ATLANTIC CITY, N.J. (AP) — With a strike against the Trump Taj Mahal casino about to enter its fourth week and no end in sight, Atlantic City's main casino workers union turned up the heat Thursday, surrounding the massive gambling hall with hundreds of picketers, some traveling hundreds of miles to support the walkout.
Local 54 of the Unite-HERE union held a rally and march around the casino with a crowd it predicted would reach 1,000 people. Picketers from unions in Baltimore, Washington, New Haven, Connecticut, Pittsburgh, Philadelphia and New York were among the protesters.
The union walked off the job on July 1, and the Taj remains open. Three other casinos were given a negotiation extension by the union and were not threatened with a strike.
The main issue in the strike is the union's demand that health care and pension benefits be restored. The casino on Monday withdrew its offer of a level of health insurance that the union had rejected.
"We're going into the fourth week of this strike, and it's time for the labor community to come together and show its strength," Bob McDevitt, Local 54's president, said. "This property is crippled. The longer this company refuses to meet the standards of a decent contract, the more damage is done to the customer base, which will find new homes, as they are doing already. The longer this goes on, the more it hurts the company."
The Taj Mahal was opened by Donald Trump, the Republican presidential nominee, in 1990. But it is now owned by his friend and fellow billionaire, Carl Icahn, who acquired it from bankruptcy court in March. Trump cut most ties in 2009 with the casino and its former ownership company that bore his name, having lost control of it in a previous bankruptcy.
Taj Mahal management declined comment Thursday.
Local 54 represents cooks, luggage handlers, beverage servers and room cleaners at Atlantic City's eight casinos, about 1,000 of which are on strike against the Taj Mahal.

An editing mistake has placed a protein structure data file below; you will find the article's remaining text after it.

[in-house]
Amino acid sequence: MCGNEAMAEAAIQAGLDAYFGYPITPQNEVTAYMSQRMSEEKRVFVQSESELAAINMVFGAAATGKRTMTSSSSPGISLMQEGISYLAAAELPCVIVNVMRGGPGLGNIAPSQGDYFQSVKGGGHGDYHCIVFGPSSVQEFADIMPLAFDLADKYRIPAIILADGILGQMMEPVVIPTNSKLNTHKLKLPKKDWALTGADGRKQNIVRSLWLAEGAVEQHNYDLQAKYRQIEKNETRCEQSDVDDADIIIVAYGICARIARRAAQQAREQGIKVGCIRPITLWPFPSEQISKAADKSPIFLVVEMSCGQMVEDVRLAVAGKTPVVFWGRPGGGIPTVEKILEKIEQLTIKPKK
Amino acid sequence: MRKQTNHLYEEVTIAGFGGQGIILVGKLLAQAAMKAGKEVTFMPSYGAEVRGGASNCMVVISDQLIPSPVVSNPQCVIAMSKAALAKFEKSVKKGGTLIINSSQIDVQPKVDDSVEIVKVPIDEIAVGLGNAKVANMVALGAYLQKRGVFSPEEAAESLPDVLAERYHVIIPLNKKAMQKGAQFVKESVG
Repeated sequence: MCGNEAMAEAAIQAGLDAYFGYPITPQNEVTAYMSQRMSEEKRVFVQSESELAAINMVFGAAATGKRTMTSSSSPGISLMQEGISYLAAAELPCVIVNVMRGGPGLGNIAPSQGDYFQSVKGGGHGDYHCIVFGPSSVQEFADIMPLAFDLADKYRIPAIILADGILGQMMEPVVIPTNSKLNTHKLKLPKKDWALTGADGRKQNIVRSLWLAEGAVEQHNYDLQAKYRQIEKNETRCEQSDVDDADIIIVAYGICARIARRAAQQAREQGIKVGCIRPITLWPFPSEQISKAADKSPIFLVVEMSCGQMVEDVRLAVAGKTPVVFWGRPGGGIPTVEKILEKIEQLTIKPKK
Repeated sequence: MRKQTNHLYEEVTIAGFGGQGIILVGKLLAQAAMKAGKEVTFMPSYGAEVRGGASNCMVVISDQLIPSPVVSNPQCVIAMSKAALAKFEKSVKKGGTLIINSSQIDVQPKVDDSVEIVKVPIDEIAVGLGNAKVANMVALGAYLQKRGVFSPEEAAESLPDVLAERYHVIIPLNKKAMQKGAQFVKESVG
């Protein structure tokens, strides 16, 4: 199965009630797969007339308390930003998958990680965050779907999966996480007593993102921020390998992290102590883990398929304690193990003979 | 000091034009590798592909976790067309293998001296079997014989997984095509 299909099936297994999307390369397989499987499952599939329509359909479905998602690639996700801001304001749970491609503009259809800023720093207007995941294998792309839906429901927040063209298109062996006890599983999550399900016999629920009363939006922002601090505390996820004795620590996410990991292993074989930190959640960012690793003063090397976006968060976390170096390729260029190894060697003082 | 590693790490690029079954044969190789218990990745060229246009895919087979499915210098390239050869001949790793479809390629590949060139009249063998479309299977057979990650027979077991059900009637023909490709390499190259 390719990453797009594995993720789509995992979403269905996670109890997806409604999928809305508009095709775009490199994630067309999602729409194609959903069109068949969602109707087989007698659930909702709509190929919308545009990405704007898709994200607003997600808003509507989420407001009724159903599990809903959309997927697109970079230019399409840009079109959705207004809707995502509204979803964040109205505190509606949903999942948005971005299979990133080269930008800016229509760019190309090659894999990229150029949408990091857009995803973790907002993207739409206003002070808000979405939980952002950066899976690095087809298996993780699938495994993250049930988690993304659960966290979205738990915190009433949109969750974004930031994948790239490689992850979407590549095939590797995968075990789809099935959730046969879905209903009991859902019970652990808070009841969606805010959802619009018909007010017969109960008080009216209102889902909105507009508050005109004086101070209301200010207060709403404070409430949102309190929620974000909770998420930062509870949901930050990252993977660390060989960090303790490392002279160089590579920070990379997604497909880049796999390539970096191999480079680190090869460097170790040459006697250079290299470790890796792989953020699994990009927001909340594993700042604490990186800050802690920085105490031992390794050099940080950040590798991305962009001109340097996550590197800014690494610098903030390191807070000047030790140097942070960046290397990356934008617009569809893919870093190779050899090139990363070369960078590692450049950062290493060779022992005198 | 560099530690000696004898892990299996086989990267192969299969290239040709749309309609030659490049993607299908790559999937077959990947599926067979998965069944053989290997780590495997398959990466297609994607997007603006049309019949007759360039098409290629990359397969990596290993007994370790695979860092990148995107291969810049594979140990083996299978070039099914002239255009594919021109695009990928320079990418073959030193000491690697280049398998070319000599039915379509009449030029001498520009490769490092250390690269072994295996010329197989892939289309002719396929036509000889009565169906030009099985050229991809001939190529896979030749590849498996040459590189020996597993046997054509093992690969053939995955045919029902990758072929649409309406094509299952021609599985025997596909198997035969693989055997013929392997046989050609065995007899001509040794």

In October 2014, the casino's former owners, Trump Entertainment Resorts, got a judge to terminate union members' health care and pension benefits, saying they are unaffordable in Atlantic City's current slimmed-down casino market. Icahn, who invested millions to keep the casino afloat during bankruptcy, also said the benefits are unaffordable and threatened to cut off financial aid and close the casino if the union succeeded in restoring them.
The union targeted five of the city's eight casinos for a possible strike, but reached settlements with four of them just before a July 1 strike deadline. Only the Taj Mahal did not sign a new deal.
The casino offered to reinstate health care, but at a lower level than other casinos, at least temporarily. The union rejected the offer and went on strike.
"All we want is the same contract every other casino has," said Pete Battaglini, who has worked as a bellman at the Taj Mahal since the day it opened 26 years ago. "I'm ready to get back to work. I want to work; we all do. But we won't do it without a fair contract."
New Jersey Senate President Steve Sweeney, himself a union official, came to the rally to lend support to the strikers.
"The Taj is the only place behaving the way they are," he said. "Their workers lost their health care and pensions, and that's not acceptable. You can't treat your workers the way they do and expect to be successful."
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